“Our design reimagines the original home through the lens of the source images that most likely was a source of inspiration for Jack Clarke.”
All changes, whether to the program or the materials, consciously take their cue from the original home. MRTN Architects were fortunate to know a lot about the original architect and even had a scan of the original plans, including a copy of the original finishes schedule. “The plan diagram for the house was very good”, reflects Antony, with a living wing to the north housing the kitchen, dining and living spaces, a bedroom wing to the south, and a services core of laundry, bathroom and storage located between these north and south wings.
Antony Martin pictured in the kitchen of the Frankston House.
The bathooms were transformed courtesy of the INAX range of Japanese artisan cermic tiles by Artedomus. Photography by Dave Kulesza & shoot styling by Bea+Co for The Local Project.
“We very consciously retained the plan diagram basis in the development of the design”, says Antony, while “every material selection was viewed through the lens of the original home’s inspiration”. The architects questioned materials they might typically select and would often choose a material that might be considered less ‘fashionable’ now if it was right for the period of the home. “An example of this would be the black American walnut veneer for the kitchen cabinetry. Not a veneer you often see these days but a very appropriate choice of the time”, Antony explains.
All changes, whether to the program or the materials, consciously take their cue from the original home.
Outwardly, the home is virtually unchanged, and internally one is left wondering where the old ends and the new begins. “Being in the house, you are aware that it has been updated, that is obvious, but what we aimed to achieve is the fact that it is not exactly clear what has been added, what has been updated and what is original”, says Antony. This approach is reflected in the loose furniture selection from Great Dane, which combines some mid-century classic designs with some contemporary designs that resonate with the mid-century design legacy, creating a wonderful interplay of old and new.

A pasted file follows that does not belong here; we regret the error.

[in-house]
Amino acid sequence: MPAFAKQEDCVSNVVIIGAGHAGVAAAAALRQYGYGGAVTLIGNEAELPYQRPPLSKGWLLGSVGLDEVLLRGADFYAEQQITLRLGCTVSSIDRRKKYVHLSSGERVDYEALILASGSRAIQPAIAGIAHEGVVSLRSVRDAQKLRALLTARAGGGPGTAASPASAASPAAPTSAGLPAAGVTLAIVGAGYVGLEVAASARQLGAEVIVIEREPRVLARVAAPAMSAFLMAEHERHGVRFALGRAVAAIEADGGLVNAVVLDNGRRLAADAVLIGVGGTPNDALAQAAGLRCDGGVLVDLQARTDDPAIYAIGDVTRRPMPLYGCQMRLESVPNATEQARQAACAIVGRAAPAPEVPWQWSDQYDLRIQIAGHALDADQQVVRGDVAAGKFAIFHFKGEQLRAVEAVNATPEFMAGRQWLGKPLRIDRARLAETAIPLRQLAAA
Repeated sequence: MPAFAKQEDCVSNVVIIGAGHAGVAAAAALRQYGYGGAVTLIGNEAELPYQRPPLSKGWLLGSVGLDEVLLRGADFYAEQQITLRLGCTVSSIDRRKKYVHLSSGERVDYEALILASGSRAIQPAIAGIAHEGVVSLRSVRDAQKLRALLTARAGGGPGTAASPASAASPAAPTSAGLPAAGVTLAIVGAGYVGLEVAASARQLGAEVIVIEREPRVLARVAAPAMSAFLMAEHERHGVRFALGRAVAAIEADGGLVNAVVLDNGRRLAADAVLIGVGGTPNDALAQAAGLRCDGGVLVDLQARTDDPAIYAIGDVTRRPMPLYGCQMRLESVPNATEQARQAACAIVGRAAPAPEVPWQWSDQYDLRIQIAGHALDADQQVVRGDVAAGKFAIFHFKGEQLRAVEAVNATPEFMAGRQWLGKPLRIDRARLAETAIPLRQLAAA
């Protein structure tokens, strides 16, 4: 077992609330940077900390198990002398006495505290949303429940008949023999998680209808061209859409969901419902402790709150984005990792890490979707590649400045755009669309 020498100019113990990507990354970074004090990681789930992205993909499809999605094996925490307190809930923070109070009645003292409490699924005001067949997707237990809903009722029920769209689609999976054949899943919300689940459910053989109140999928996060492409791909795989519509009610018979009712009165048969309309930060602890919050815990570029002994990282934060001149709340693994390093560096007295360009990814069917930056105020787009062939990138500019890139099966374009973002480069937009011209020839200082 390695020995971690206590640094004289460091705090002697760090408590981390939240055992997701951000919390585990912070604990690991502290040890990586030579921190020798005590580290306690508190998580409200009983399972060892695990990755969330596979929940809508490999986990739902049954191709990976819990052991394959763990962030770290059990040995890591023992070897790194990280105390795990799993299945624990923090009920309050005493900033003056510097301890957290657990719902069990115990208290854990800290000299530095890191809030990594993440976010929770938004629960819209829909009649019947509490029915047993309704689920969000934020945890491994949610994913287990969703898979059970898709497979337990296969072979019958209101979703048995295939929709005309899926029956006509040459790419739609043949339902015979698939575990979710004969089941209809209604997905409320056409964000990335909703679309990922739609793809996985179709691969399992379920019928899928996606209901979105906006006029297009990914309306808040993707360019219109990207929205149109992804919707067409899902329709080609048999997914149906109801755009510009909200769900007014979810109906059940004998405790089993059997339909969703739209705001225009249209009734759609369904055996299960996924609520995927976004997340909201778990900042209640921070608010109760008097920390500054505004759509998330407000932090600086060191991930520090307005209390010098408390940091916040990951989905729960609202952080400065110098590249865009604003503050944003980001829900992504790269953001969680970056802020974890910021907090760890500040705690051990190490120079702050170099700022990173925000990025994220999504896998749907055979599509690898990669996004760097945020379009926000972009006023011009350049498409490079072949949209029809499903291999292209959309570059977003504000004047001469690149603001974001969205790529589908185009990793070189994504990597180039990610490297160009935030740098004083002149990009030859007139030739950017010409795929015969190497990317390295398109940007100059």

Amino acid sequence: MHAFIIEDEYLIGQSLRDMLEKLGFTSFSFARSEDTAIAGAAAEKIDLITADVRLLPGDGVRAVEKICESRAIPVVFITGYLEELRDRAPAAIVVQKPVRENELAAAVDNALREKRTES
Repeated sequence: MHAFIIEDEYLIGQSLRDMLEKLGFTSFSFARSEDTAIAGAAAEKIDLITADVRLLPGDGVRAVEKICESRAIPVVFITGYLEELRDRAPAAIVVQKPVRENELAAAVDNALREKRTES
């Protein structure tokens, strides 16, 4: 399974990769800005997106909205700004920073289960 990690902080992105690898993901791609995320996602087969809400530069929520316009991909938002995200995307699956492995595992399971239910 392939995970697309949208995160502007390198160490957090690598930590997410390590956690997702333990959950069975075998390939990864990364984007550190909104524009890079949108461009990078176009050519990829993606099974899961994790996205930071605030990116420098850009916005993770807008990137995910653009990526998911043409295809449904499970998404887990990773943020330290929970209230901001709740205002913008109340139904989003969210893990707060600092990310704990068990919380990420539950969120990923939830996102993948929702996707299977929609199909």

While not a common contemporary material, American black walnut veneer used in the kitchen was an example of a material choice that was appropriate to the period of the original home.
The sitting area is styled with midcentury design classics and a contemporary Scandinavian design piece, Gloria Brass Ring Candleholder from Great Dane. Photography by Dave Kulesza & shoot styling by Bea+Co for The Local Project.
Some of the changes are not visible at all. The original home had virtually no insulation in the walls and ceilings and the windows were all single glazed. As Antony explains, arguably the most substantial difference between the original house and the house as it is now “has to do with thermal envelope and standard of construction.” Structurally updating the home, expanding its floor area and rejuvenating its finishes, in all of this work done in the Frankston House, Antony says that “saving the house is the most significant component of this project. It protects and retains the original home for the foreseeable future”. In doing so, the architects continue the vision of optimism and aspiration that inspired the first design nearly 60 years ago.